It was my daughters 21st birthday last weekend. You may call me a sop for admitting this but I still get teary eyed reflecting about the little sperm and egg that done good all those years ago. From a microscopic speck to a five foot seven inch, blonde haired, hazel eyed force of nature. Part me, part The Mother (read: Ex #2), part who knows what else because she’s certainly got something from somewhere else. I love her dearly; have been so proud of all her achievements from her first words and her first steps, to her first recital and first day at college. Yet there is one thing…
Maybe I should explain. I’m a billionaire see: those fancy phones and tablets you’re always waving about, odds are in the continental US that the rare metals that make them tick came from a mine I own overseas. What this means is that my beautiful daughter never wanted for anything when she was growing up.
She was the girl who had everything.
She had a wardrobe of shoes before she could walk.
For her birthday she didn’t go to Disney, Disney came to her en masse. I tell you there were a few weird encounters in the toilets that day.
When her friends were playing with My Little Pony, her Little Pony, was well.. a Little Pony.
When I say friends, I don’t think I ever learnt the name of one. She seemed to always be surrounded by them and always discarding them. I put it down to little girls petty games. No matter what drama erupted in her cliques, she always had countless more ‘friends’ stepping up.
She didn’t just have a private tutor, she had a private school whose principal was on my speed dial and conveniently enough granted entry to our country club shortly before we enrolled her. We certainly had no problem ensuring the best education, results, for her.
A ticket into space (I thought it was one way).
When people her age started sleeping around, naturally she did the naughty with the football captain and then decided she didn’t want to be like the others. So she popped to a clinic and emerged a half hour later with her halo back in place. Blame the mother.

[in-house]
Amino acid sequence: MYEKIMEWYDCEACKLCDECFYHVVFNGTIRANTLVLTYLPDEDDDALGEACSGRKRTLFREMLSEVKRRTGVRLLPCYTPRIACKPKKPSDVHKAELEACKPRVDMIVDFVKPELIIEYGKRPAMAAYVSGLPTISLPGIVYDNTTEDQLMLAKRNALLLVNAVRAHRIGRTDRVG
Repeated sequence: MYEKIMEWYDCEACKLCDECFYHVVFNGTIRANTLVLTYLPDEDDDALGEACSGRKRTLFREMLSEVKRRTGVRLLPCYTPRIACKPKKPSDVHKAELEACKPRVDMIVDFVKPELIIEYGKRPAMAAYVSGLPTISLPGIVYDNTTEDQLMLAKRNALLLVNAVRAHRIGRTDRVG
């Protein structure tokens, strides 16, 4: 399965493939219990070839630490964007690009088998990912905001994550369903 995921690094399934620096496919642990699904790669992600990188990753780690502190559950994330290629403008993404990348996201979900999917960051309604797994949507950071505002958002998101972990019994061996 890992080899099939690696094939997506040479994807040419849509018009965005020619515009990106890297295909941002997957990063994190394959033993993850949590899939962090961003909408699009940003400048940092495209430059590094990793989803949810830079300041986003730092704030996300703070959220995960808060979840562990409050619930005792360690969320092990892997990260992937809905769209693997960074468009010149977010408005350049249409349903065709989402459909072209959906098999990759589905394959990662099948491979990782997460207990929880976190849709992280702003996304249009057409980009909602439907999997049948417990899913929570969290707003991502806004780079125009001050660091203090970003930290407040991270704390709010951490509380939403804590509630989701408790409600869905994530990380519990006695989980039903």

Her voice changed over time too. No not by some kind of surgery. That sweet little voice that used to greet me when I came home asking nicely, hesitantly, for this and that, became somewhat shriller, more expectant as she grew up. She was the girl who had everything, and wanted more. Now, if you please.
Blame me for that one.
Ahead of any girls 21st birthday, the pressure builds on the parent. What do we give, what do we provide that shows our pride, our love. Something special and unique. For the girl who had everything, it was especially hard. I spent months leading up to it worrying. Oh I wasn’t short for ideas. She provided them. Daily.
Then the day arrived. My little girl had turned twenty one. A fully grown woman ready to take on the world. The twinkle of my eye. Sharper than a draw full of knives, more beautiful than Miss Universe, and more demanding… always more demanding… than anything you can imagine. So what did I give her on her twenty first birthday?
A small Caribbean island?
I gave her an envelope.
She didn’t even bat an eye lid, such was her expectation of extravagance and she tore the letter open without ceremony as friends and family watched. I sipped from my champagne, the drink she was now allowed but had supped since she was thirteen despite my efforts to restrict her. The colour drained first from her face. Her breath caught. Her eyes darted speculatively about, searching for me. Then she threw the letter and envelope down and ran off in a fit of tears.
A piece of tumbleweed drifting across the room would not have been out of place. Such was the silence and awkwardness that filled the room in my daughter’s absence. People looked at me, I sipped my champagne. I had done it, I had pulled it off.
What on earth could you get the girl who had everything?
So I cancelled her trust fund.
I got nothing for the girl who has everything.
It was probably the best piece of parenting I’ve ever done.